Two days later NZ Herald published an article by its science journalist Jamie Morton based   interviews with pandemic experts, including Professor Baker: Another Omicron wave risks hundreds more deaths this year.

Baker observed that, over an eight-month period including two case peaks and varying mortality trends, the daily average of deaths attributed to Covid-19 has been around 8.5. Again, in his own words:

Simple extrapolation would suggest we might see another 700 deaths for the remainder of this year if that mortality rate continued.

What actually happens depends on multiple factors, particularly the impact of new sub-variants and waning immunity.

If the average mortality rate seen with Omicron continues to the end of the year we could see around 2700 deaths in total, which would account for more than 7 per cent of total deaths for the year.

That would put Covid-19 at a similar level to stroke and lung cancer, but behind ischaemic heart disease, which is our leading cause of death.

This estimate depends on the behaviour of the pandemic over the next three months, which is unpredictable, so we might finish the year with fewer or more deaths.

From following the science to laissez-faire drift to false certainty

Over the past 12 months there has been a drift towards a laissez-faire approach, despite the odd positive initiative here and there, to the pandemic. Government leadership has migrated from visible collective responsibility and protecting our public hospitals (and their already overworked health professionals) to individual responsibility and silence on protecting hospitals.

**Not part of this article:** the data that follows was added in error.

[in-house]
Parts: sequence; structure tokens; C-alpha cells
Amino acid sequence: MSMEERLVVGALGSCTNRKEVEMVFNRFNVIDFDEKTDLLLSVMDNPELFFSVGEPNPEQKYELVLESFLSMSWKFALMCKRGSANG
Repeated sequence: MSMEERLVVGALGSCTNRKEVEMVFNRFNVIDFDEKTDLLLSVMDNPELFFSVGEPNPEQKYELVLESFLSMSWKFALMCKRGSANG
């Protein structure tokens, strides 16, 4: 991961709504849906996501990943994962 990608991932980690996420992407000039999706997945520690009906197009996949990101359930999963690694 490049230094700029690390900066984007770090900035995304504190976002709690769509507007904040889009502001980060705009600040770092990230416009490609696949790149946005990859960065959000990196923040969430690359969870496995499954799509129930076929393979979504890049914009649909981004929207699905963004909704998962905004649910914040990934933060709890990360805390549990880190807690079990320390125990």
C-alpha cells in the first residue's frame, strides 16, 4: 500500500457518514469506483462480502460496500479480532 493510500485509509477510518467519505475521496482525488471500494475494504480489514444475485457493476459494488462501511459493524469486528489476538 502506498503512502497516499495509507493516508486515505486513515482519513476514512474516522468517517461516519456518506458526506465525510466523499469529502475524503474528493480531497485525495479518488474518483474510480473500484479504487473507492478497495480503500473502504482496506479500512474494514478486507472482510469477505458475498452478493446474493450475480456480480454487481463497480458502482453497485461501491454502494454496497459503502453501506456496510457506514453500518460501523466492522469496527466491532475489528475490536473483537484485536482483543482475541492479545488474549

This drift has occurred at a time when Covid deaths have gone through the roof and public hospitals have morphed from being in crisis to carnage. The Government’s much touted kindness has migrated to creating political distance from the impact of the pandemic through desensitised indifference.

The current situation following the Government’s announcement (16 October) of its intention to repeal its emergency pandemic legislation is well analysed by a critical Marc Daalder in his Newsroom article the following day: Pandemic false certainty.

When the pandemic first came to New Zealand in March 2020 the Government justifiably claimed that it was following the science (ie, evidence). This included the advice of Professor Baker and his fellow experts. It served New Zealanders well for around 18 months. We were an international exemplar.

Then the laissez-faire drift began beginning with a misstep in the response to Delta in Auckland. Then there was the unsettling ‘rattling of the cage’ effect of the violence and other threatening behaviour of the far-right influenced anti-vaccination protests in Parliament Grounds

The drift has now reached a point that the Government is ignoring the science of the experts it previously listened to. Covid-19 is still in the country causing both harm and deaths. The only predictable feature of this pandemic is its unpredictability.

Setting up practical alert levels based on evidence to prepare and protect the public is not just the kind thing to do; it is the common sense thing to do. Instead the Government intends to repeal our current protective legislation without anything in place to provide this protection.

Daalder’s conclusion is worthy of repeating as it says it all:

The latest guarantees from the Government that, somehow, this time will be different should be greeted with a healthy scepticism.

Wishful thinking about the end of the pandemic may win votes, but it’s unlikely to win over the coronavirus.